As of Tuesday (10/8) the daily Southern Oscillation Index (SOI) rose to 7.15. The 30 day average was up to 7.23 with the 90 day average was flat at 4.21. The nearterm trend based on the SOI was weakly indicative of the Active Phase of the MJO. The longer term pattern was neutral if not still slightly biased toward La Nina territory.  

Current equatorial surface wind analysis indicated moderate west anomalies over the mid-Maritime Continent and continuing to look like a small Westerly Wind Burst (WWB). This is the first one of these in a very long time and remains good news. East of there neutral anomalies were in.cgiay extending to the dateline, then turning to east anomalies south of Hawaii and continuing from there on into Central America. A week from now (10/16) neutral to very light east anomalies are forecast over the Maritime Continent, turning weakly westerly on the dateline on to a point south of Hawaii and then neutral from there into Central America. In all this suggests the Active Phase of the MJO was in control of the West Pacific now and expected to deteriorate some a week out, but still not give way to anything indicative of an Inactive Phase. Maybe the WWB is will give a much needed burst of energy to the North Pacific jetstream and push some warm water eastward towards Central America long term, but it likely will not have enough duration for that.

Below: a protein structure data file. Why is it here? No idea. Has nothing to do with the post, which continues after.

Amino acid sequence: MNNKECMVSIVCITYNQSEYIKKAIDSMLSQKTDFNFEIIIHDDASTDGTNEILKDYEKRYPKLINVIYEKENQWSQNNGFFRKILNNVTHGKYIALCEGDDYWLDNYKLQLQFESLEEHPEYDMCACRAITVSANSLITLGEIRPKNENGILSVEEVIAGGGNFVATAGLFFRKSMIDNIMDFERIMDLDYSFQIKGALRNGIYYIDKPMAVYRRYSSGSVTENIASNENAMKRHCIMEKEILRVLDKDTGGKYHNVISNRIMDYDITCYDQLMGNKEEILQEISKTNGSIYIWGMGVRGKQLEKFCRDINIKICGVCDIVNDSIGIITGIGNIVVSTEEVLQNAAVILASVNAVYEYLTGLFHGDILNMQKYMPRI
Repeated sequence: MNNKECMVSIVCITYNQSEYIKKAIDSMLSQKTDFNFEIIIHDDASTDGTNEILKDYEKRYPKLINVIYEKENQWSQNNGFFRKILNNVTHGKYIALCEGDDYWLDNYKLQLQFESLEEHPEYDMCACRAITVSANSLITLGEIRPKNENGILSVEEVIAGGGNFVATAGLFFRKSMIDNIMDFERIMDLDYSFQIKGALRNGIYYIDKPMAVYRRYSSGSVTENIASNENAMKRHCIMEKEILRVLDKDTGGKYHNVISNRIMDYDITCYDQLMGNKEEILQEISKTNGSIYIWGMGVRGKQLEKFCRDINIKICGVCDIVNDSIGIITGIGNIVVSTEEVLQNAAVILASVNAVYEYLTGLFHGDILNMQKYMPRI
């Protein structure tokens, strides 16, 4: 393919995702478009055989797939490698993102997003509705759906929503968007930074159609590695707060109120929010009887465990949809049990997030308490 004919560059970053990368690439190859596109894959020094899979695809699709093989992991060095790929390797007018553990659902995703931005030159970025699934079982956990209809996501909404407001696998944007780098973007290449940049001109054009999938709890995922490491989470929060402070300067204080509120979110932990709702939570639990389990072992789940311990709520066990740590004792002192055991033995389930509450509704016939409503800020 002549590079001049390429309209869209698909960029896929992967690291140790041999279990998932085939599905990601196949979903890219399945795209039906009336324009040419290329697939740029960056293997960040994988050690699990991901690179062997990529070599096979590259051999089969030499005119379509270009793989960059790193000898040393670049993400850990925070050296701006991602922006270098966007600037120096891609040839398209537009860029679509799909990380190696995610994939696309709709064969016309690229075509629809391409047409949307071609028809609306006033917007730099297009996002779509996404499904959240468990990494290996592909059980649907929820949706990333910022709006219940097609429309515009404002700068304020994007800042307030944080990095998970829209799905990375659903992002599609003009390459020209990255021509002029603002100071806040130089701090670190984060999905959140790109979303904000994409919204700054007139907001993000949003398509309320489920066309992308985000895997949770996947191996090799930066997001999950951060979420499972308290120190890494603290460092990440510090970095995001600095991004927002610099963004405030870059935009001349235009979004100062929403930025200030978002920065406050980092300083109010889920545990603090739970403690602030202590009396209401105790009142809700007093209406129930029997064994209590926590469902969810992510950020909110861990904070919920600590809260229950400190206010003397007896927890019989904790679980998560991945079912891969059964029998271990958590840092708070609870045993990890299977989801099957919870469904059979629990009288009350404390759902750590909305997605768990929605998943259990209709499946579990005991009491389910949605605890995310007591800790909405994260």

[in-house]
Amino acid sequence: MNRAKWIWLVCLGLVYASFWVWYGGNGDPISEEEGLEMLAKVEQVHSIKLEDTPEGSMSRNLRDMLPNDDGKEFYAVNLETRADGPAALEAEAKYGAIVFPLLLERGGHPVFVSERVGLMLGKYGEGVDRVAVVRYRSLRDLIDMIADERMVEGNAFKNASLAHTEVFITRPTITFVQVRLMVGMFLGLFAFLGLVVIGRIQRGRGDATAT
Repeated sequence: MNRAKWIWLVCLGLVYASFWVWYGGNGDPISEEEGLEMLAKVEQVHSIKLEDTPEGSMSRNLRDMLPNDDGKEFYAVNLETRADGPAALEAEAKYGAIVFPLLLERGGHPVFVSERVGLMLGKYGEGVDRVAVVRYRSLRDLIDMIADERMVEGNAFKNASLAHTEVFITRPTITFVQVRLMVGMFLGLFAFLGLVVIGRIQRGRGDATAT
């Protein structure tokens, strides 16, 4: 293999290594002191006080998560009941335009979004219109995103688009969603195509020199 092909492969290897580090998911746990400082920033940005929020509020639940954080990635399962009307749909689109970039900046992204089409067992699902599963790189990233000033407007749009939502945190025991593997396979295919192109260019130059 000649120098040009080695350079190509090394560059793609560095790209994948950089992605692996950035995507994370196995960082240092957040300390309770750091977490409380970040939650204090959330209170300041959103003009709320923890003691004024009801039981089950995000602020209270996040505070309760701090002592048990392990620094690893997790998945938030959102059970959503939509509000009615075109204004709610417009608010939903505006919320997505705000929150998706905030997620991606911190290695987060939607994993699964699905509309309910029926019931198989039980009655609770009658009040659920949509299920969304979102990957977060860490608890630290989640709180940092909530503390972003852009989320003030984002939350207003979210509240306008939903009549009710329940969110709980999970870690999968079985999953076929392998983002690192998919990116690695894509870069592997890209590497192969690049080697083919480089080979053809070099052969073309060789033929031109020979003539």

The longer range models (dynamic and statistical) run on 10/7 are in sync. Both models suggest the Active Phase was in control of the far West Pacific. This pattern is to hold for the next 5 days then start dissipating, gone 8 days out and fully dissipated 15 day out. The statistic model is more aggressive concerning the demise of the current Active Pattern while the statistic model has it barely holding on 15 days out. The ultra long range upper level model suggests the Active Phase is on the dateline and is weakening some while easing east, forecast moving into Central America by 10/23 with a modest Inactive Phase building to the west and over the West Pacific by 10/25, and traversing the equatorial Pacific through 11/7. At that time a weak Active Phase is to again start building over the West Pacific. The upper level model tends to be a leading indicator, with surface level anomalies lagging behind 1 week or more.